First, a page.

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Spokane, Washington  Est. May 19, 1883
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News >  Home and garden

Pandemic projects: North Side resident builds backyard getaway - gazebo offers oasis where garden couldn’t grow

Bob Boyce is photographed at the backyard gazebo Oct. 15, 2020, at his north Spokane home. The gazebo covers a formerly weed-filled vegetable garden.  (Libby Kamrowski/ THE SPOKESMAN-REVIEW)
Bob Boyce is photographed at the backyard gazebo Oct. 15, 2020, at his north Spokane home. The gazebo covers a formerly weed-filled vegetable garden. (Libby Kamrowski/ THE SPOKESMAN-REVIEW)
By Cindy Hval For The Spokesman-Review

For 21 years, Bob Boyce tried to make something grow in the far corner of the backyard at his North Side home’s backyard.

He tried planting a variety of vegetables in several raised beds, but every summer his haul was pitifully small.

“There’s just no sun in that area,” he said. “I finally gave up three years ago.”

Soon enough, something did sprout in that spot – weeds.

Early last spring, as he stood on his deck gazing at the weed patch, he decided to remove the unsightly growth.

He shrugged.

“I got sick of looking at it.”

But what to put in the spot where nothing grew but weeds?

Boyce decided to take advantage of the natural shade, and put up a gazebo, transforming the area into a backyard getaway. Thanks to the pandemic, he had plenty of time to focus on the project.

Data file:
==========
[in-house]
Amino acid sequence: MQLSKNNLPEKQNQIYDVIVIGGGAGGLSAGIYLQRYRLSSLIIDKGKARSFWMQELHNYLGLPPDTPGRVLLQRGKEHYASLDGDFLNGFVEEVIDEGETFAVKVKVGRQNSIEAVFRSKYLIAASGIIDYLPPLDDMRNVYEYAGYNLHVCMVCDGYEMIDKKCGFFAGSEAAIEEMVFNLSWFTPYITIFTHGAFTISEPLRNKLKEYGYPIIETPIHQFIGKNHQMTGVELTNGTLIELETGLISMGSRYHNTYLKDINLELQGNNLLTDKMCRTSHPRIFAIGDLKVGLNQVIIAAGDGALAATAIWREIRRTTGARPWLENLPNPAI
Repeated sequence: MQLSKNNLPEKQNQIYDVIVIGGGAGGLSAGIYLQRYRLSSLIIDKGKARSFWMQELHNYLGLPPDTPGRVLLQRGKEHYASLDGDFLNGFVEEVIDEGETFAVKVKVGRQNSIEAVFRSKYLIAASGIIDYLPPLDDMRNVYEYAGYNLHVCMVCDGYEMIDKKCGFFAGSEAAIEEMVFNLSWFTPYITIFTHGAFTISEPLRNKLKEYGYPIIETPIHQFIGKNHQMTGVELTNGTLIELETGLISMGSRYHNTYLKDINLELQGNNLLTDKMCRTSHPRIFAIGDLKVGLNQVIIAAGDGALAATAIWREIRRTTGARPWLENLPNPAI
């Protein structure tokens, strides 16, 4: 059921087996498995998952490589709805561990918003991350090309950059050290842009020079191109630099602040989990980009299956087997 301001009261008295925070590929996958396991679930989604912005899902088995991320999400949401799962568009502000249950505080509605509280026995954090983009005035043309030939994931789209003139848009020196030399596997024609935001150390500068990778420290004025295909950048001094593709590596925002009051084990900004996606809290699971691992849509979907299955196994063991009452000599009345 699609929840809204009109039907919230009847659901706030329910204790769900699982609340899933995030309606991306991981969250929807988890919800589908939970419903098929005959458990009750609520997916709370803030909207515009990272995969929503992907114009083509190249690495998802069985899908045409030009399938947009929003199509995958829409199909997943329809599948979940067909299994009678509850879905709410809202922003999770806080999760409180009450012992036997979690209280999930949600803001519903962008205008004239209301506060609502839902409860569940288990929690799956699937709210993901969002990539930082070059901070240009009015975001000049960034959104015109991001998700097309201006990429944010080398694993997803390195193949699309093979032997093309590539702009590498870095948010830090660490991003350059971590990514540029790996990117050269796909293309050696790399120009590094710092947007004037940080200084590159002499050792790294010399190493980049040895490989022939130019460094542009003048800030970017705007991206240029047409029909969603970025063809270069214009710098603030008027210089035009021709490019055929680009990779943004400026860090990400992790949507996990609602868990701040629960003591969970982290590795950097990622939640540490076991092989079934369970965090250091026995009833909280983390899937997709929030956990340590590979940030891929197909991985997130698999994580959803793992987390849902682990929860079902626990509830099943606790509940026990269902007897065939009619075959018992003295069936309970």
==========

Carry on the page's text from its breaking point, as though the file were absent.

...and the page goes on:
“We usually camp a lot, but everything was closed this spring, and reservations were canceled due to COVID,” Boyce said. “It’s the first time we haven’t gone camping.”

He rolled up his sleeves and got to work,

After several passes with a weed whacker, he got out his shovel and dug up the rest of the weed-infested patch.

Then came hours of labor spent leveling the area. When it was flat enough, he put down plastic ground cover and spread a truckload of sand across it.

Next, he had concrete pavers delivered, and Boyce laid those while waiting for the gazebo kit he had ordered online to arrive.

The sturdy 10-foot-by-10-foot wood structure features wooden beams topped by a metal roof.

Boyce was surprised to see the interior of the gazebo came equipped with curtain rods.

He purchased six beige curtain panels, which offer warmth and privacy on cooler days and can be pulled back to take advantage of sunny weather.

Furnishing the gazebo was the fun part.

He and his wife, Karen, installed comfortable furniture, a bug zapper, an overhead light fixture, and lastly a propane fireplace, completing the area’s transformation from weed patch to outdoor destination spot.

“We now have a comfortable, dry area to relax, read, have a glass of wine or a nice conversation in the great outdoors in our backyard,” Boyce said.

– Cindy Hval can be reached at dchval@juno.com

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